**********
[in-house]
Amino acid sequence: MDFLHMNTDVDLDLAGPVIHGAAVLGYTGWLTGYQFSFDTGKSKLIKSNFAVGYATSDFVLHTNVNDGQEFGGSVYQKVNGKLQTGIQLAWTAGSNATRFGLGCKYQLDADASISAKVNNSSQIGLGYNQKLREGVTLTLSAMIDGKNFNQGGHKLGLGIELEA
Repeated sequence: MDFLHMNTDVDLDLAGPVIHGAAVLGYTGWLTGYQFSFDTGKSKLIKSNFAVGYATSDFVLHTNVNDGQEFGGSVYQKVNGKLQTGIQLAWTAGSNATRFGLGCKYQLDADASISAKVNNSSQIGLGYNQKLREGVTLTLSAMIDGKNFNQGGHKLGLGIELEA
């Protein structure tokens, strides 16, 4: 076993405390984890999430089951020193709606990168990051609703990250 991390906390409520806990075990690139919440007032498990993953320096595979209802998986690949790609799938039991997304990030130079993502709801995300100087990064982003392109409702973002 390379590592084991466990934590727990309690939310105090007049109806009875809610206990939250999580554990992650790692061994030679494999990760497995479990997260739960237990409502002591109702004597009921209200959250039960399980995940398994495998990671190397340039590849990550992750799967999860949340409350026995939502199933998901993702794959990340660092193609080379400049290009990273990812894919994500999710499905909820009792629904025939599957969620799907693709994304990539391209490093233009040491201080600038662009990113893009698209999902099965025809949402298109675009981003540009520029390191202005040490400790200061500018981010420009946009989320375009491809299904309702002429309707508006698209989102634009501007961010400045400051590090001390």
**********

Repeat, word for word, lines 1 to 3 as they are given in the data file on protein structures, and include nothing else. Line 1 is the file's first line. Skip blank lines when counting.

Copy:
[in-house]
Amino acid sequence: MDFLHMNTDVDLDLAGPVIHGAAVLGYTGWLTGYQFSFDTGKSKLIKSNFAVGYATSDFVLHTNVNDGQEFGGSVYQKVNGKLQTGIQLAWTAGSNATRFGLGCKYQLDADASISAKVNNSSQIGLGYNQKLREGVTLTLSAMIDGKNFNQGGHKLGLGIELEA
Repeated sequence: MDFLHMNTDVDLDLAGPVIHGAAVLGYTGWLTGYQFSFDTGKSKLIKSNFAVGYATSDFVLHTNVNDGQEFGGSVYQKVNGKLQTGIQLAWTAGSNATRFGLGCKYQLDADASISAKVNNSSQIGLGYNQKLREGVTLTLSAMIDGKNFNQGGHKLGLGIELEA